Colo. paramedics partner with hospital to improve stroke care
Ute Pass Regional Health Service District paramedics will be permitted to transport patients receiving a lifesaving medication called tPA
This story has been updated based on information received from Ute Pass Regional Health Service District.
WOODLAND PARK, Colo. — Paramedics partnered with a hospital to improve stroke patient transport with a new protocol.
According to a press release, Ute Pass Regional Paramedic Services paramedics are now permitted to transport patients receiving tPA, short for tissue Plasminogen Activator.
"This new partnership will ensure patients experiencing a stroke will be transported to a comprehensive stroke hospital in Colorado Springs in a shorter amount of time while simultaneously receiving this life saving medication," the press release said.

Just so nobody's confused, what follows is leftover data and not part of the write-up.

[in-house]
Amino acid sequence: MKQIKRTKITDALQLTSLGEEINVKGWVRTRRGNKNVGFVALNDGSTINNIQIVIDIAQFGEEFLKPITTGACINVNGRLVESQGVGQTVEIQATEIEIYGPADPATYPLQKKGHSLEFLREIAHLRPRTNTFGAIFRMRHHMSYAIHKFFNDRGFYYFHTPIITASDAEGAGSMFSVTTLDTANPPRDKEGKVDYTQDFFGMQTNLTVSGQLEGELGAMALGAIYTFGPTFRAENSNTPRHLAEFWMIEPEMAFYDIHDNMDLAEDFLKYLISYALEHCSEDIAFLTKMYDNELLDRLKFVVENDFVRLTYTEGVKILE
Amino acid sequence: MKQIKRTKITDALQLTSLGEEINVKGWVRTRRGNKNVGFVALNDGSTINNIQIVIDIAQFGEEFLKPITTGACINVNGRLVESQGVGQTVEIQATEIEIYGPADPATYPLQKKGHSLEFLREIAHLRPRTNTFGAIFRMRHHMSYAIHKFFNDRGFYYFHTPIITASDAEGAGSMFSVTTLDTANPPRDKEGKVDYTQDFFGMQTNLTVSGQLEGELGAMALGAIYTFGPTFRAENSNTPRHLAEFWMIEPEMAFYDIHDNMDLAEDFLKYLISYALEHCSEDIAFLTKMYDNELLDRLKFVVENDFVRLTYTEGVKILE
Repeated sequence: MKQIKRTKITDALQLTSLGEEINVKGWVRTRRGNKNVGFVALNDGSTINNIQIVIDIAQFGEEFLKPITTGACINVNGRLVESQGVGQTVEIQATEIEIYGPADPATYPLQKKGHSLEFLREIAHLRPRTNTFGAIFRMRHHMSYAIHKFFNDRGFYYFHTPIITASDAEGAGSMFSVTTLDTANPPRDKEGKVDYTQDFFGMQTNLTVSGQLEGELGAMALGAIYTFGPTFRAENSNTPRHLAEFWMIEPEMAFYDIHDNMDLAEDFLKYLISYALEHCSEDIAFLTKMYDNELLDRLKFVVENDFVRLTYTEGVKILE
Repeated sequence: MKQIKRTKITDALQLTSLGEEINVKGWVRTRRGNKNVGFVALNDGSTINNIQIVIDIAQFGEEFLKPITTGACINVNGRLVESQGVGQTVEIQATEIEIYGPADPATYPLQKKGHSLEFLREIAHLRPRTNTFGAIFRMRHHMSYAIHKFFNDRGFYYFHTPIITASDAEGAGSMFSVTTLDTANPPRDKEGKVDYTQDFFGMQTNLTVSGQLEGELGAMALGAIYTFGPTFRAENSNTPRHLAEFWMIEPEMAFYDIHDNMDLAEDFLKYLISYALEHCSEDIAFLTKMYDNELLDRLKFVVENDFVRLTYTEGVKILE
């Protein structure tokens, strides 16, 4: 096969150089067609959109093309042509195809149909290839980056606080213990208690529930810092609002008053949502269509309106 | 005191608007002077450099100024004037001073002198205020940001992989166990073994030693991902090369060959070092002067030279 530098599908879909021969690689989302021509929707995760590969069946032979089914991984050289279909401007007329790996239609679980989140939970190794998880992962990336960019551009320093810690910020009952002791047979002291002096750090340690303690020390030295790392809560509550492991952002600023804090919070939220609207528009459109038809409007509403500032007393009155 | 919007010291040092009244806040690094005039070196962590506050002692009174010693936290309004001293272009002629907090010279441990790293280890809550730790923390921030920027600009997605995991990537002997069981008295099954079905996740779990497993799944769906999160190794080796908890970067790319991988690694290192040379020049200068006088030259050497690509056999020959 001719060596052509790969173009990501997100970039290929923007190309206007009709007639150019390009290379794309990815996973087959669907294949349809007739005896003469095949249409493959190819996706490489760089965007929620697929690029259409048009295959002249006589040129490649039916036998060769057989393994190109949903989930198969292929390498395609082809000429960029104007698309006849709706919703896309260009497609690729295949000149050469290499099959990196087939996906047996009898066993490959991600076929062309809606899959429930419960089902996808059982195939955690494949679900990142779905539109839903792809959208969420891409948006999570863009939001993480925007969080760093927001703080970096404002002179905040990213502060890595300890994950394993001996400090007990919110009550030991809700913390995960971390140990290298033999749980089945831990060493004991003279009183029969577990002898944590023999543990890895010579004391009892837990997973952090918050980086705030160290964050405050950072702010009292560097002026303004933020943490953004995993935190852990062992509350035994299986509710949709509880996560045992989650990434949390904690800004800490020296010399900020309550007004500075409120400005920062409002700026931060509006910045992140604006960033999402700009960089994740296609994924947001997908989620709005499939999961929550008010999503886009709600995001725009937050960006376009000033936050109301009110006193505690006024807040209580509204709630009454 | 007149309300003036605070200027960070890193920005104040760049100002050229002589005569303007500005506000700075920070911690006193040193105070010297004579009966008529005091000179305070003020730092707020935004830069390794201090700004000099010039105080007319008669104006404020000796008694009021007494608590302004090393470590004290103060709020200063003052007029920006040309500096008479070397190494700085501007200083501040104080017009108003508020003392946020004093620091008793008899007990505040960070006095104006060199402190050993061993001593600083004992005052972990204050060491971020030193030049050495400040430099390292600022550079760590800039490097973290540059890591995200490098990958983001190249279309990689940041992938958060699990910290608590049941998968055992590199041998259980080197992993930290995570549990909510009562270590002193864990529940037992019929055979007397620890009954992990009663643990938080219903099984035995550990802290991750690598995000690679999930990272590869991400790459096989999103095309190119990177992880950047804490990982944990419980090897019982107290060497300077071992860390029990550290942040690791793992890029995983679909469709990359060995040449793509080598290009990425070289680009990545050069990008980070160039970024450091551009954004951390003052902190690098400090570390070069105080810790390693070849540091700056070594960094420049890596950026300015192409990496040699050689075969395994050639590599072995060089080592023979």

Under the new protocol, patients will be transported to Pikes Peak Regional Hospital, where they will be administered the medication, "reducing the time it takes for patients to get tPA and initial stroke care."
“There is a window from the onset of a stroke – we have up to four and a half hours to get the patient quickly to the fastest place for neurointervention,” UPRPS Medical Director Jeremy DeWall told Pikes Peak Courier. “We’ve been working almost a year to get this.”
The protocol is one which only a few ambulance services in the state are trained to provide, according to the press release.
“We can help the hospital (Memorial Central or Penrose Main) because we can start the medicine at the onset of symptoms,” paramedic Dave Hansher said.
Read the full press release below.